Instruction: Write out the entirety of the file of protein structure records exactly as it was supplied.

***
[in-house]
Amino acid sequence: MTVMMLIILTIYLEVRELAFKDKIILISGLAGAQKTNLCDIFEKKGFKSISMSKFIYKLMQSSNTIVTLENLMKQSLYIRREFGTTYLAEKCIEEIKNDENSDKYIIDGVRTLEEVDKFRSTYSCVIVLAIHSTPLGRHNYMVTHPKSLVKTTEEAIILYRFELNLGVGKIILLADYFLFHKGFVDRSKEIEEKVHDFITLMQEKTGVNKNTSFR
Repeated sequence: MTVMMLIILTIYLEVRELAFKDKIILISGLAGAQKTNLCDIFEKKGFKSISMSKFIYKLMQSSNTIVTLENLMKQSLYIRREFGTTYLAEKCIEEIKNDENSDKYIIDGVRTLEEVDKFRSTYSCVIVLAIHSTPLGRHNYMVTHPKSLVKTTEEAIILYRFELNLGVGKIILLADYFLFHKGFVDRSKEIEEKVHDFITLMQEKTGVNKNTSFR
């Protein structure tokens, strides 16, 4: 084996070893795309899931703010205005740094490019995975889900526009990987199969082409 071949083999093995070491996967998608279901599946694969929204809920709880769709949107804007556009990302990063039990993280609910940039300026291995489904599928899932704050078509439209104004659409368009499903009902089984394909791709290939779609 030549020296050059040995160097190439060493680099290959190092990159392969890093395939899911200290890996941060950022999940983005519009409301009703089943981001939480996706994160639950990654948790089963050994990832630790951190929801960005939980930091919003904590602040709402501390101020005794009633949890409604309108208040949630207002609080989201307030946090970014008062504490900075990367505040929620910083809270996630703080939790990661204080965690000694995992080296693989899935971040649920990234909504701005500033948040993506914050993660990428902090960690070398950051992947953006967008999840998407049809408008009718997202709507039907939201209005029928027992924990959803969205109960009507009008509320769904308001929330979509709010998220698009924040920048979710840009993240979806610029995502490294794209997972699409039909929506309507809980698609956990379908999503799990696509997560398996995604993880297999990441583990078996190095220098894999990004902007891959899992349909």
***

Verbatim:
[in-house]
Amino acid sequence: MTVMMLIILTIYLEVRELAFKDKIILISGLAGAQKTNLCDIFEKKGFKSISMSKFIYKLMQSSNTIVTLENLMKQSLYIRREFGTTYLAEKCIEEIKNDENSDKYIIDGVRTLEEVDKFRSTYSCVIVLAIHSTPLGRHNYMVTHPKSLVKTTEEAIILYRFELNLGVGKIILLADYFLFHKGFVDRSKEIEEKVHDFITLMQEKTGVNKNTSFR
Repeated sequence: MTVMMLIILTIYLEVRELAFKDKIILISGLAGAQKTNLCDIFEKKGFKSISMSKFIYKLMQSSNTIVTLENLMKQSLYIRREFGTTYLAEKCIEEIKNDENSDKYIIDGVRTLEEVDKFRSTYSCVIVLAIHSTPLGRHNYMVTHPKSLVKTTEEAIILYRFELNLGVGKIILLADYFLFHKGFVDRSKEIEEKVHDFITLMQEKTGVNKNTSFR
């Protein structure tokens, strides 16, 4: 084996070893795309899931703010205005740094490019995975889900526009990987199969082409 071949083999093995070491996967998608279901599946694969929204809920709880769709949107804007556009990302990063039990993280609910940039300026291995489904599928899932704050078509439209104004659409368009499903009902089984394909791709290939779609 030549020296050059040995160097190439060493680099290959190092990159392969890093395939899911200290890996941060950022999940983005519009409301009703089943981001939480996706994160639950990654948790089963050994990832630790951190929801960005939980930091919003904590602040709402501390101020005794009633949890409604309108208040949630207002609080989201307030946090970014008062504490900075990367505040929620910083809270996630703080939790990661204080965690000694995992080296693989899935971040649920990234909504701005500033948040993506914050993660990428902090960690070398950051992947953006967008999840998407049809408008009718997202709507039907939201209005029928027992924990959803969205109960009507009008509320769904308001929330979509709010998220698009924040920048979710840009993240979806610029995502490294794209997972699409039909929506309507809980698609956990379908999503799990696509997560398996995604993880297999990441583990078996190095220098894999990004902007891959899992349909």